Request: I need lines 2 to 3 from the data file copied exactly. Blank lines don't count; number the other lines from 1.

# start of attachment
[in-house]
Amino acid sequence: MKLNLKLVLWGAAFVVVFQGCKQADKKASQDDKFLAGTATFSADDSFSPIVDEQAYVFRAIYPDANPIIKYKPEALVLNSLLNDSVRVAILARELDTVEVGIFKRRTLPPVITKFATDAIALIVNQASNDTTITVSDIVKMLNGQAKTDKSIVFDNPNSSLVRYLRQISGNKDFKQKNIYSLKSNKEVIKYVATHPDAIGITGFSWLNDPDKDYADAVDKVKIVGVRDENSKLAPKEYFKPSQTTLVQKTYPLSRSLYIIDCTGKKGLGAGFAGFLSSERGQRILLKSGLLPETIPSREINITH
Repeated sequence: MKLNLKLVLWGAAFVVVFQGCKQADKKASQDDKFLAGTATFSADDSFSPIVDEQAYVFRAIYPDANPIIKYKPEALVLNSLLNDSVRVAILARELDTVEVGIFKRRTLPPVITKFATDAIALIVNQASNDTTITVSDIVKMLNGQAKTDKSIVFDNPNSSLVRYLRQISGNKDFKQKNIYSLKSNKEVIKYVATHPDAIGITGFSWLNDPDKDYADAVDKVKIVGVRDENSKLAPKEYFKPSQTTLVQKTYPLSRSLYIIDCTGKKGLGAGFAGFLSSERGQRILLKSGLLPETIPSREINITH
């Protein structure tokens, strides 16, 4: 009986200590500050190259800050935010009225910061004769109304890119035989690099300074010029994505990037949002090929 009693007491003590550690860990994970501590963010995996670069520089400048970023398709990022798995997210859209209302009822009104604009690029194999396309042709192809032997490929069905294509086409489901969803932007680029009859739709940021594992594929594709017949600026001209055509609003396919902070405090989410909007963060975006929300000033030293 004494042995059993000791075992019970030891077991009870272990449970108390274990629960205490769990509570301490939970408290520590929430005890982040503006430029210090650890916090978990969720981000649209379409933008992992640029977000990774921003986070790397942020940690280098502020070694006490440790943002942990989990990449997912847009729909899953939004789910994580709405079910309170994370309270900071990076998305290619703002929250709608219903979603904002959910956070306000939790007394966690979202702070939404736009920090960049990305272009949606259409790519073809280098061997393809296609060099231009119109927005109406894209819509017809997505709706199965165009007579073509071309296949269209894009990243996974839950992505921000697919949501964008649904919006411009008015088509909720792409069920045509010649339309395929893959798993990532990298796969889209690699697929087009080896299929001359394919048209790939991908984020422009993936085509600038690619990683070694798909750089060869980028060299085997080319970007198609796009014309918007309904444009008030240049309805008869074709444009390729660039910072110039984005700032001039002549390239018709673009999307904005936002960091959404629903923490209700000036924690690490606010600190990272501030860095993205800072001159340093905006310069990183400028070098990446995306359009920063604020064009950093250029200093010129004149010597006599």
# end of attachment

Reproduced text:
Amino acid sequence: MKLNLKLVLWGAAFVVVFQGCKQADKKASQDDKFLAGTATFSADDSFSPIVDEQAYVFRAIYPDANPIIKYKPEALVLNSLLNDSVRVAILARELDTVEVGIFKRRTLPPVITKFATDAIALIVNQASNDTTITVSDIVKMLNGQAKTDKSIVFDNPNSSLVRYLRQISGNKDFKQKNIYSLKSNKEVIKYVATHPDAIGITGFSWLNDPDKDYADAVDKVKIVGVRDENSKLAPKEYFKPSQTTLVQKTYPLSRSLYIIDCTGKKGLGAGFAGFLSSERGQRILLKSGLLPETIPSREINITH
Repeated sequence: MKLNLKLVLWGAAFVVVFQGCKQADKKASQDDKFLAGTATFSADDSFSPIVDEQAYVFRAIYPDANPIIKYKPEALVLNSLLNDSVRVAILARELDTVEVGIFKRRTLPPVITKFATDAIALIVNQASNDTTITVSDIVKMLNGQAKTDKSIVFDNPNSSLVRYLRQISGNKDFKQKNIYSLKSNKEVIKYVATHPDAIGITGFSWLNDPDKDYADAVDKVKIVGVRDENSKLAPKEYFKPSQTTLVQKTYPLSRSLYIIDCTGKKGLGAGFAGFLSSERGQRILLKSGLLPETIPSREINITH